The eight-strong FluMap consortium headed by the world-leading research team at the Animal Plant Health Agency (APHA) has developed laboratory tools that can dissect the immune response in birds that have been exposed to avian influenza viruses in their lifetime.
Preliminary investigations in a small sample size of some species of seabird, including Northern gannets and Shag, revealed specific immunity to H5N1 showing exposure and recovery in a proportion of birds.
However, avian influenza viruses are prone to change and so antibody levels will likely decline over time with next year’s offspring not guaranteed to be immune suggesting there are no great population level benefits yet.
Scientists hope to look at the effect of antibodies on infection, to better predict the emergence of new viruses with different protein combinations in the future, allowing experts to stay one step ahead to safeguard animal and human health, given 60 percent of new human diseases originate in animals.
High pathogenicity avian influenza (bird flu) is a significant burden on animal health globally and threatens human health, with over 350 infected UK premises detected between 2020 and 2023.
Wild bird populations have also suffered significant mortalities across multiple species and wild mammals that have scavenged dead bird carcasses have also been infected.
The consortium has also identified several genetic characteristics that explain the ability of the current H5N1 viruses to spread fast and infect a greater range of species.
Research has found that multiple virus genes have switched and evolved to act together to enhance fitness to infect, transmit and persist in birds, but remain un-adapted to humans.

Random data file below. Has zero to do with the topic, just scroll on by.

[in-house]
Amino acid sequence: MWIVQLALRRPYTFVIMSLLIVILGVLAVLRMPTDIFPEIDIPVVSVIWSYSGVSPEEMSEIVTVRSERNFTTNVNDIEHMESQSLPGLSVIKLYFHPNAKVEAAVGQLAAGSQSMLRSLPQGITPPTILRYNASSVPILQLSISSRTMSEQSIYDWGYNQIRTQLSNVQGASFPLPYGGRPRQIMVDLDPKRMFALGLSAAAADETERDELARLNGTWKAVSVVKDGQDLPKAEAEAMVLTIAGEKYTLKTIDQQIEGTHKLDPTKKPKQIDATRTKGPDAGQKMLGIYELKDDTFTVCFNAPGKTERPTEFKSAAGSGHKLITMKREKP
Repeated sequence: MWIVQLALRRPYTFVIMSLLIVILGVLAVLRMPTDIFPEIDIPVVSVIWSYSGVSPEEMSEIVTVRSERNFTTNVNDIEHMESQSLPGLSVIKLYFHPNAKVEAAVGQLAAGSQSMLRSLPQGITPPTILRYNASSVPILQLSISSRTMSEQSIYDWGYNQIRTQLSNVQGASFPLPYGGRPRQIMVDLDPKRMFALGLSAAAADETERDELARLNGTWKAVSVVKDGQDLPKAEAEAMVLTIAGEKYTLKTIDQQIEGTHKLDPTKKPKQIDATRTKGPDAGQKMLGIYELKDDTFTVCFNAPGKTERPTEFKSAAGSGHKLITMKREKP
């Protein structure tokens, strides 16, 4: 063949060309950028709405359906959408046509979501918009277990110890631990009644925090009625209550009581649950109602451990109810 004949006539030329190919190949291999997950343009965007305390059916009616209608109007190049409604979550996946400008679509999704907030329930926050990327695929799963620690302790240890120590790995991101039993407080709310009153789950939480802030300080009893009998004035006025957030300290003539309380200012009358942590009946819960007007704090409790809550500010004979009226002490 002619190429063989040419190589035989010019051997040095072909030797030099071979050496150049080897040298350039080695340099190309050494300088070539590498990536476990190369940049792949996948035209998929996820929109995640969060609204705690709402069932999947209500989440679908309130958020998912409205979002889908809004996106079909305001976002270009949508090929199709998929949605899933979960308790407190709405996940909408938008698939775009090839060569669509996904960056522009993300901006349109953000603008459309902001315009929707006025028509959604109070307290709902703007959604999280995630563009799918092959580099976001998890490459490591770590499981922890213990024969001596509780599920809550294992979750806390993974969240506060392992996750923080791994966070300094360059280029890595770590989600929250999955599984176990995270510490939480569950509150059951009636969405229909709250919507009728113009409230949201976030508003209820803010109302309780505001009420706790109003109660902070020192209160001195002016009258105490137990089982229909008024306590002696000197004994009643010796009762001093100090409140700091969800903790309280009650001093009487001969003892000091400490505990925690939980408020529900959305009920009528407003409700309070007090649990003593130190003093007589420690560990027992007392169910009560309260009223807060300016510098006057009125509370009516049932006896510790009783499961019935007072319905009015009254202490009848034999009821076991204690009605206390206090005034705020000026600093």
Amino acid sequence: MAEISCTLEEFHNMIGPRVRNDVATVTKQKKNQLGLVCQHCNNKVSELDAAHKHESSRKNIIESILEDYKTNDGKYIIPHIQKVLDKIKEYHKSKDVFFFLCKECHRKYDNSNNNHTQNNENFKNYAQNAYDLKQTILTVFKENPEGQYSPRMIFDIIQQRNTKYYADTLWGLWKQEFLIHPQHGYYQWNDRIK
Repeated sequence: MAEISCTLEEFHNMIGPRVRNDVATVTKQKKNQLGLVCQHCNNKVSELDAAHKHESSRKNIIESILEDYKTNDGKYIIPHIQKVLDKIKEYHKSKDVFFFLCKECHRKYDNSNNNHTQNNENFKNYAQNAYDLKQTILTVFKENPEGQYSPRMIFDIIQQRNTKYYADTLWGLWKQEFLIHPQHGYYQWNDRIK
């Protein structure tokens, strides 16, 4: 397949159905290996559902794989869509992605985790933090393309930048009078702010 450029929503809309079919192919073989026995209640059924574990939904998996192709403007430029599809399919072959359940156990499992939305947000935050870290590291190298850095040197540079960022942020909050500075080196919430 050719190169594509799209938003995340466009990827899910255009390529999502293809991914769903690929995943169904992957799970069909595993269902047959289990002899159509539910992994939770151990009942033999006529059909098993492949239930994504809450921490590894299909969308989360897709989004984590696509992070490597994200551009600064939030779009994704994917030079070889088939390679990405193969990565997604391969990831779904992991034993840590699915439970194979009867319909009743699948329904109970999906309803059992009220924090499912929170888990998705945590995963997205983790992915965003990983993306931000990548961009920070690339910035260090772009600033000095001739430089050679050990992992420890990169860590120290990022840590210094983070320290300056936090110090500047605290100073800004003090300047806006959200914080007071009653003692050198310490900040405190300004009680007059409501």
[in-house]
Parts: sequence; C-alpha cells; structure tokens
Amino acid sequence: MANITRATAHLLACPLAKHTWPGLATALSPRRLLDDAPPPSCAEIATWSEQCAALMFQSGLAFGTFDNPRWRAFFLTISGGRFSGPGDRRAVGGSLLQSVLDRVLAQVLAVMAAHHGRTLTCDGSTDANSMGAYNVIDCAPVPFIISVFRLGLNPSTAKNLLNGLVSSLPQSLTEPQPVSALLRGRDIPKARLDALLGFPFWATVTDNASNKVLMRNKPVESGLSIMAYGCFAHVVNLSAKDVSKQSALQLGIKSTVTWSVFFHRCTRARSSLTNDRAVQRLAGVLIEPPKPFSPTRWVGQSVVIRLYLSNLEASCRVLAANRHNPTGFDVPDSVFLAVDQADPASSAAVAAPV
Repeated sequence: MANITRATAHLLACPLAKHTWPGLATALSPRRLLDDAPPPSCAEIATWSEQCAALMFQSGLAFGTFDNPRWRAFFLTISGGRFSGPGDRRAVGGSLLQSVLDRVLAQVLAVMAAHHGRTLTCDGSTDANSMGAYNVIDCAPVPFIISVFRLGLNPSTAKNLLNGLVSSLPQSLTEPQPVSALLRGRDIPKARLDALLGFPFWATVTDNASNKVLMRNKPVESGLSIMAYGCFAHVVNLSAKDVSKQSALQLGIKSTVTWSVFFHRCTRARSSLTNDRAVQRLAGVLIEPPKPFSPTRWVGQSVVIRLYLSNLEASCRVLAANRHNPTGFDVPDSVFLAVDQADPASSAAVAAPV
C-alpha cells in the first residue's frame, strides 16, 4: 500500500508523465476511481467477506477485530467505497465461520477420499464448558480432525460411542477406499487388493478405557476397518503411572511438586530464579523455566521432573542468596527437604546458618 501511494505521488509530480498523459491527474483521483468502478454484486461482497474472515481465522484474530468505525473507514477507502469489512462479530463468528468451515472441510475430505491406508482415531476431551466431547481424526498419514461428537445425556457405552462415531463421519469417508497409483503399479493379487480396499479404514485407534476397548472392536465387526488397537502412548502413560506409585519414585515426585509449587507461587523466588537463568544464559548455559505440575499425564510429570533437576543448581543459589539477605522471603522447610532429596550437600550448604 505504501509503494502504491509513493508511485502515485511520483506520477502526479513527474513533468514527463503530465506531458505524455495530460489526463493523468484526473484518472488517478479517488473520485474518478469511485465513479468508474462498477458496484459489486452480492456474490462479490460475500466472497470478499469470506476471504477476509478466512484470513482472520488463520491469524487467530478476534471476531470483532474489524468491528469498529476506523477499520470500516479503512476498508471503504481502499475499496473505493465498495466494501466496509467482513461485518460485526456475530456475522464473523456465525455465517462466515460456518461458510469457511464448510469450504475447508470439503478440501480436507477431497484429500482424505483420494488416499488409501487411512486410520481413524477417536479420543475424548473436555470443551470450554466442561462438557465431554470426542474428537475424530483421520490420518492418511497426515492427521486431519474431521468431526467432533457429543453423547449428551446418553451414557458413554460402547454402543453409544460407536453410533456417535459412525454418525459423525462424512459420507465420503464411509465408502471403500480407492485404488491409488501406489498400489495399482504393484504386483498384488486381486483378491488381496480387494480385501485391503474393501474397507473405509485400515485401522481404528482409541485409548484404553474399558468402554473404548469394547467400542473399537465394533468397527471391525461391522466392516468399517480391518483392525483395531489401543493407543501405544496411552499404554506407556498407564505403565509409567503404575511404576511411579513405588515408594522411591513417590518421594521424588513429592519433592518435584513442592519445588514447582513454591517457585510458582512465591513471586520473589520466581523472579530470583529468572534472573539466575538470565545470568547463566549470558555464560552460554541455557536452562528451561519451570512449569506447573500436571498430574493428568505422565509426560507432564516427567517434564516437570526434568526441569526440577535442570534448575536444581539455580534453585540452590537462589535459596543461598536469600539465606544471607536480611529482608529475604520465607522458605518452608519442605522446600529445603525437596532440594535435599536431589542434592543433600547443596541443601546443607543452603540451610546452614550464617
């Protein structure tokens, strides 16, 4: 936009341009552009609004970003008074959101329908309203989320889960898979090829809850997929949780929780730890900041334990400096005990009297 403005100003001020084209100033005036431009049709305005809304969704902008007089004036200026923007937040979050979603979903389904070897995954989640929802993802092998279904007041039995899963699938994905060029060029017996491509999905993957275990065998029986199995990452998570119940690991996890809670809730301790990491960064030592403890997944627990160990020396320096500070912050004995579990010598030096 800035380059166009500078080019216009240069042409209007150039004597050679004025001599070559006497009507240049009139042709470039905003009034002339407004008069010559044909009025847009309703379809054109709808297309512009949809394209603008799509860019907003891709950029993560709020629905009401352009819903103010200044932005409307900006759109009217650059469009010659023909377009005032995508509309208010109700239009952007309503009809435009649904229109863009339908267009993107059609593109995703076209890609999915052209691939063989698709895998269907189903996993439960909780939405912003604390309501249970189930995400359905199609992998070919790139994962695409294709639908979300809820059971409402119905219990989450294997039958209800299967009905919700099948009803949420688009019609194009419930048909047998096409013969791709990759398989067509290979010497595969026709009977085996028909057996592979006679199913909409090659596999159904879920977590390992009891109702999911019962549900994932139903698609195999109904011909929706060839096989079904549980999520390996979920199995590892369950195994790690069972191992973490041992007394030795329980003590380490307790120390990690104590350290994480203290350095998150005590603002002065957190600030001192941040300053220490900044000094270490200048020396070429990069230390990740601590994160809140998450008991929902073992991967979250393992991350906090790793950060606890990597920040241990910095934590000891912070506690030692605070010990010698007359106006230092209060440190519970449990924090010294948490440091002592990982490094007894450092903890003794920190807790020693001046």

The consortium has mapped the spread of infection over time and made important discoveries regarding airborne transmission of the virus – determining that infectious virus can only travel short distances (less than 10 metres) and is very unlikely between farms through the air.
To further our understanding of this terrible disease, including to study immunity in a range of wild birds, an additional £3.3 million from UK Research and Innovation’s (UKRI) Tackling Infections programme and the Department for Environment, Food and Rural Affairs (Defra) has been granted.
A further £3.2 million has also been allocated for a sister consortium, focusing on the potential for human transmission. Partners from both consortia will work closely together in a One Health approach.
A joined-up One Health approach aims to sustainably balance and optimise the health of people, animals and the environment, recognising that these things are interdependent.
This research will allow for better understanding of the potential impacts of animal-human-environment avian influenza interactions.